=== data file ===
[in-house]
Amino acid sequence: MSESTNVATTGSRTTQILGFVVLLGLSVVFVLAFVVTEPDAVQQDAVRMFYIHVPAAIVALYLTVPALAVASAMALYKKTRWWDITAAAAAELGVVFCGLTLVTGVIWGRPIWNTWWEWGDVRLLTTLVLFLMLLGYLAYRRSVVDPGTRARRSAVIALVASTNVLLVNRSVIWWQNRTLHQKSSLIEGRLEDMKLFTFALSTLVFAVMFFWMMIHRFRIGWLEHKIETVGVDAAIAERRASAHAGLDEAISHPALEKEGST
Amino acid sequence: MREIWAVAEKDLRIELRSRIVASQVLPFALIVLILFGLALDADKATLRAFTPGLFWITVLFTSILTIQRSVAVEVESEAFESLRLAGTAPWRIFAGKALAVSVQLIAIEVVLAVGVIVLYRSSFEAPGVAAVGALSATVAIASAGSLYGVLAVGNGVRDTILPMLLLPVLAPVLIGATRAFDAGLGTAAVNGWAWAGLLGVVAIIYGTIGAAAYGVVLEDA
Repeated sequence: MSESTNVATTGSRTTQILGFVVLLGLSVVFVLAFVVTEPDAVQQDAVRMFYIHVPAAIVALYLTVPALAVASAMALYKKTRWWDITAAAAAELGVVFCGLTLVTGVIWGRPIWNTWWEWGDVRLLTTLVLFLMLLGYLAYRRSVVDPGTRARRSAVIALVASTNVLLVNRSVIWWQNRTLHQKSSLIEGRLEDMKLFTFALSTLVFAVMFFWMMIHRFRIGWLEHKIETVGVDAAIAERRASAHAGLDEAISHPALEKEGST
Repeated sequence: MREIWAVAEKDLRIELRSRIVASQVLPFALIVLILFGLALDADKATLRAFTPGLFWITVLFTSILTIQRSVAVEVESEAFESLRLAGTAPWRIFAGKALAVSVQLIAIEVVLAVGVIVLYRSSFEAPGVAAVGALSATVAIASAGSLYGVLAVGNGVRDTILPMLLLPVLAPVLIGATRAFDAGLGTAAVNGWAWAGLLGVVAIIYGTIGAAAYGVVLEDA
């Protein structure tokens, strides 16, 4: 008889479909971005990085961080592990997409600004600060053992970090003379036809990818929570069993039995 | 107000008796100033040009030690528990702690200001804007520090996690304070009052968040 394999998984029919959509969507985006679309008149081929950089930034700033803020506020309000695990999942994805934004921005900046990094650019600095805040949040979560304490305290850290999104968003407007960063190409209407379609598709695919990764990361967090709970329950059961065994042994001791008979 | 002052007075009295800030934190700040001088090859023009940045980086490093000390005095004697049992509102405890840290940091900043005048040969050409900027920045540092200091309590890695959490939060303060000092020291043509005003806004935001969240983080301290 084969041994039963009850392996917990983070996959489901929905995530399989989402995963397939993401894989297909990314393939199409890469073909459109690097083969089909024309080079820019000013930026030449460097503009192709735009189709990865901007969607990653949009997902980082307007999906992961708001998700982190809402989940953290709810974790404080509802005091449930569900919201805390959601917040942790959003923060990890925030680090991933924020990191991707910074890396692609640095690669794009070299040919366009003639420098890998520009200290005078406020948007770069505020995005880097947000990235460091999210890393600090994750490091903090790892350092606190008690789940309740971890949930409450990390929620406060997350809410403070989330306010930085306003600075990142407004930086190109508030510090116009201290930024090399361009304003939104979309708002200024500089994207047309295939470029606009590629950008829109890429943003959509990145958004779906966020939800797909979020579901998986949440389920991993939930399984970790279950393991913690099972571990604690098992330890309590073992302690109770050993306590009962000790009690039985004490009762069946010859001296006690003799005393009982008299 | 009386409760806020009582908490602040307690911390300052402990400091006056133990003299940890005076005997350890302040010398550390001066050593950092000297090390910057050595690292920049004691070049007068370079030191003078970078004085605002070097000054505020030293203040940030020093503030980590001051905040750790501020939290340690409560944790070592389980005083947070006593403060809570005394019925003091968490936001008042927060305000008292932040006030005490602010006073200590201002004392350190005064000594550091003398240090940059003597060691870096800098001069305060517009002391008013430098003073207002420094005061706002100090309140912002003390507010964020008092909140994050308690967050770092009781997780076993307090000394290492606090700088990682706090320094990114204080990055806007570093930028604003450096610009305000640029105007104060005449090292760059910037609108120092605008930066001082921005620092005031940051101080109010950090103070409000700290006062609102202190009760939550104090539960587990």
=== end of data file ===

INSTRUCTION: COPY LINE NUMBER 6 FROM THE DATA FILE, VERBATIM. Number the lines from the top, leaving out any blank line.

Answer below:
């Protein structure tokens, strides 16, 4: 008889479909971005990085961080592990997409600004600060053992970090003379036809990818929570069993039995 | 107000008796100033040009030690528990702690200001804007520090996690304070009052968040 394999998984029919959509969507985006679309008149081929950089930034700033803020506020309000695990999942994805934004921005900046990094650019600095805040949040979560304490305290850290999104968003407007960063190409209407379609598709695919990764990361967090709970329950059961065994042994001791008979 | 002052007075009295800030934190700040001088090859023009940045980086490093000390005095004697049992509102405890840290940091900043005048040969050409900027920045540092200091309590890695959490939060303060000092020291043509005003806004935001969240983080301290 084969041994039963009850392996917990983070996959489901929905995530399989989402995963397939993401894989297909990314393939199409890469073909459109690097083969089909024309080079820019000013930026030449460097503009192709735009189709990865901007969607990653949009997902980082307007999906992961708001998700982190809402989940953290709810974790404080509802005091449930569900919201805390959601917040942790959003923060990890925030680090991933924020990191991707910074890396692609640095690669794009070299040919366009003639420098890998520009200290005078406020948007770069505020995005880097947000990235460091999210890393600090994750490091903090790892350092606190008690789940309740971890949930409450990390929620406060997350809410403070989330306010930085306003600075990142407004930086190109508030510090116009201290930024090399361009304003939104979309708002200024500089994207047309295939470029606009590629950008829109890429943003959509990145958004779906966020939800797909979020579901998986949440389920991993939930399984970790279950393991913690099972571990604690098992330890309590073992302690109770050993306590009962000790009690039985004490009762069946010859001296006690003799005393009982008299 | 009386409760806020009582908490602040307690911390300052402990400091006056133990003299940890005076005997350890302040010398550390001066050593950092000297090390910057050595690292920049004691070049007068370079030191003078970078004085605002070097000054505020030293203040940030020093503030980590001051905040750790501020939290340690409560944790070592389980005083947070006593403060809570005394019925003091968490936001008042927060305000008292932040006030005490602010006073200590201002004392350190005064000594550091003398240090940059003597060691870096800098001069305060517009002391008013430098003073207002420094005061706002100090309140912002003390507010964020008092909140994050308690967050770092009781997780076993307090000394290492606090700088990682706090320094990114204080990055806007570093930028604003450096610009305000640029105007104060005449090292760059910037609108120092605008930066001082921005620092005031940051101080109010950090103070409000700290006062609102202190009760939550104090539960587990």